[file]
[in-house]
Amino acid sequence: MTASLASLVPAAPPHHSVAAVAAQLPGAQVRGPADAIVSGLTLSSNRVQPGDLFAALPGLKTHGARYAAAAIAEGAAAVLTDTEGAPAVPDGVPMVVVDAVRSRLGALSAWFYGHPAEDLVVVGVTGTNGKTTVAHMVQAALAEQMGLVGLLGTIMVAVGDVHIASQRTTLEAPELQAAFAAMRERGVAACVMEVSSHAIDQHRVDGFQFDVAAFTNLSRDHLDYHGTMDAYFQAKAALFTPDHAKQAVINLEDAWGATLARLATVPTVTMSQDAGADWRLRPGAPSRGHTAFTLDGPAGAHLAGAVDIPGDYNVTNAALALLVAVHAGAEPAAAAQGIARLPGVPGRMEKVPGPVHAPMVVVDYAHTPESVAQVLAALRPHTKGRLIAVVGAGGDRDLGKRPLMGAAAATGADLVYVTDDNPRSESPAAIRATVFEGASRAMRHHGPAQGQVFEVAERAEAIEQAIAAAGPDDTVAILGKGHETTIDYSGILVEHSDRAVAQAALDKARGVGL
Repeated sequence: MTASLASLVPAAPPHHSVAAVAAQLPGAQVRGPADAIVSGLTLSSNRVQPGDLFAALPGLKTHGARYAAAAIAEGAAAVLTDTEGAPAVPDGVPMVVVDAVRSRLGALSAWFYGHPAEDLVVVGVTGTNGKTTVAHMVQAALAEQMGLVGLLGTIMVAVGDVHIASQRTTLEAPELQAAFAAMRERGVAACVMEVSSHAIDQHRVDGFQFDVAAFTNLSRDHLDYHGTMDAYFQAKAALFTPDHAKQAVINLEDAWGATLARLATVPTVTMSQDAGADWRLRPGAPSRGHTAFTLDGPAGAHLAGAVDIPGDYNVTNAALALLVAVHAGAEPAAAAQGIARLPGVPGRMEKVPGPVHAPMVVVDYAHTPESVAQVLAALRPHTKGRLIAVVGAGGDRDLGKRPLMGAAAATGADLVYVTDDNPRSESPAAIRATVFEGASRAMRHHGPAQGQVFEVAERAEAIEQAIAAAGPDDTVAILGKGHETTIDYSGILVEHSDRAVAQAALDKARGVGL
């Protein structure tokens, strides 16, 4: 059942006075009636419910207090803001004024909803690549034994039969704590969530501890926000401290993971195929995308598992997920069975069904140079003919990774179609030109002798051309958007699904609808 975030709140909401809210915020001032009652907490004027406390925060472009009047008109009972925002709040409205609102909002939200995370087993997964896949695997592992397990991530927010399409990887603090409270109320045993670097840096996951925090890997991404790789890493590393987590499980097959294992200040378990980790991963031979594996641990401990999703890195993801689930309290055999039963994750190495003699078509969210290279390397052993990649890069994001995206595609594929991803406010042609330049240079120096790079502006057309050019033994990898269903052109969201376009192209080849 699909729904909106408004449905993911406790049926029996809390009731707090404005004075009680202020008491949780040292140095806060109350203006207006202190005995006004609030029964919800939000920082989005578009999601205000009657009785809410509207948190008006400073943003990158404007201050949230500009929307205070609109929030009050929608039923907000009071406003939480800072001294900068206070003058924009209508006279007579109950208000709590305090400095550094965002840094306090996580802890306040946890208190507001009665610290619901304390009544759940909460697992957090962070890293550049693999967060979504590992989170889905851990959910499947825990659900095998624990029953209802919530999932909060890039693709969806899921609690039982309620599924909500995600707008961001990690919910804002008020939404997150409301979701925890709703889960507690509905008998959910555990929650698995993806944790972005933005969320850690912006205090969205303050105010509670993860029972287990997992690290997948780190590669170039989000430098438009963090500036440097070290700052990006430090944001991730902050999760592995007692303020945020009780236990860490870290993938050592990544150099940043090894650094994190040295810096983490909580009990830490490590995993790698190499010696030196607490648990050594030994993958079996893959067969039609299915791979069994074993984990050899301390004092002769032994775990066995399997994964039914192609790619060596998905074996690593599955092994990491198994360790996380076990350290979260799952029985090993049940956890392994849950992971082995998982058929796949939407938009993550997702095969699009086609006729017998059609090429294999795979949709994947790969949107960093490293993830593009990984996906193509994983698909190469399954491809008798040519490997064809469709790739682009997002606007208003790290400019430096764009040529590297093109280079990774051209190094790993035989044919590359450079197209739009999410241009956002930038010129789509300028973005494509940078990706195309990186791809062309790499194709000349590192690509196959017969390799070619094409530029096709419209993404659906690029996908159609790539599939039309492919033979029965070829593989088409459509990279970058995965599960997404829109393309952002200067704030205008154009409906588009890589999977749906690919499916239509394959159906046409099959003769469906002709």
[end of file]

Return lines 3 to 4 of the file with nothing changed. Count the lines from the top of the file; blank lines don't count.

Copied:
Repeated sequence: MTASLASLVPAAPPHHSVAAVAAQLPGAQVRGPADAIVSGLTLSSNRVQPGDLFAALPGLKTHGARYAAAAIAEGAAAVLTDTEGAPAVPDGVPMVVVDAVRSRLGALSAWFYGHPAEDLVVVGVTGTNGKTTVAHMVQAALAEQMGLVGLLGTIMVAVGDVHIASQRTTLEAPELQAAFAAMRERGVAACVMEVSSHAIDQHRVDGFQFDVAAFTNLSRDHLDYHGTMDAYFQAKAALFTPDHAKQAVINLEDAWGATLARLATVPTVTMSQDAGADWRLRPGAPSRGHTAFTLDGPAGAHLAGAVDIPGDYNVTNAALALLVAVHAGAEPAAAAQGIARLPGVPGRMEKVPGPVHAPMVVVDYAHTPESVAQVLAALRPHTKGRLIAVVGAGGDRDLGKRPLMGAAAATGADLVYVTDDNPRSESPAAIRATVFEGASRAMRHHGPAQGQVFEVAERAEAIEQAIAAAGPDDTVAILGKGHETTIDYSGILVEHSDRAVAQAALDKARGVGL
């Protein structure tokens, strides 16, 4: 059942006075009636419910207090803001004024909803690549034994039969704590969530501890926000401290993971195929995308598992997920069975069904140079003919990774179609030109002798051309958007699904609808 975030709140909401809210915020001032009652907490004027406390925060472009009047008109009972925002709040409205609102909002939200995370087993997964896949695997592992397990991530927010399409990887603090409270109320045993670097840096996951925090890997991404790789890493590393987590499980097959294992200040378990980790991963031979594996641990401990999703890195993801689930309290055999039963994750190495003699078509969210290279390397052993990649890069994001995206595609594929991803406010042609330049240079120096790079502006057309050019033994990898269903052109969201376009192209080849 699909729904909106408004449905993911406790049926029996809390009731707090404005004075009680202020008491949780040292140095806060109350203006207006202190005995006004609030029964919800939000920082989005578009999601205000009657009785809410509207948190008006400073943003990158404007201050949230500009929307205070609109929030009050929608039923907000009071406003939480800072001294900068206070003058924009209508006279007579109950208000709590305090400095550094965002840094306090996580802890306040946890208190507001009665610290619901304390009544759940909460697992957090962070890293550049693999967060979504590992989170889905851990959910499947825990659900095998624990029953209802919530999932909060890039693709969806899921609690039982309620599924909500995600707008961001990690919910804002008020939404997150409301979701925890709703889960507690509905008998959910555990929650698995993806944790972005933005969320850690912006205090969205303050105010509670993860029972287990997992690290997948780190590669170039989000430098438009963090500036440097070290700052990006430090944001991730902050999760592995007692303020945020009780236990860490870290993938050592990544150099940043090894650094994190040295810096983490909580009990830490490590995993790698190499010696030196607490648990050594030994993958079996893959067969039609299915791979069994074993984990050899301390004092002769032994775990066995399997994964039914192609790619060596998905074996690593599955092994990491198994360790996380076990350290979260799952029985090993049940956890392994849950992971082995998982058929796949939407938009993550997702095969699009086609006729017998059609090429294999795979949709994947790969949107960093490293993830593009990984996906193509994983698909190469399954491809008798040519490997064809469709790739682009997002606007208003790290400019430096764009040529590297093109280079990774051209190094790993035989044919590359450079197209739009999410241009956002930038010129789509300028973005494509940078990706195309990186791809062309790499194709000349590192690509196959017969390799070619094409530029096709419209993404659906690029996908159609790539599939039309492919033979029965070829593989088409459509990279970058995965599960997404829109393309952002200067704030205008154009409906588009890589999977749906690919499916239509394959159906046409099959003769469906002709």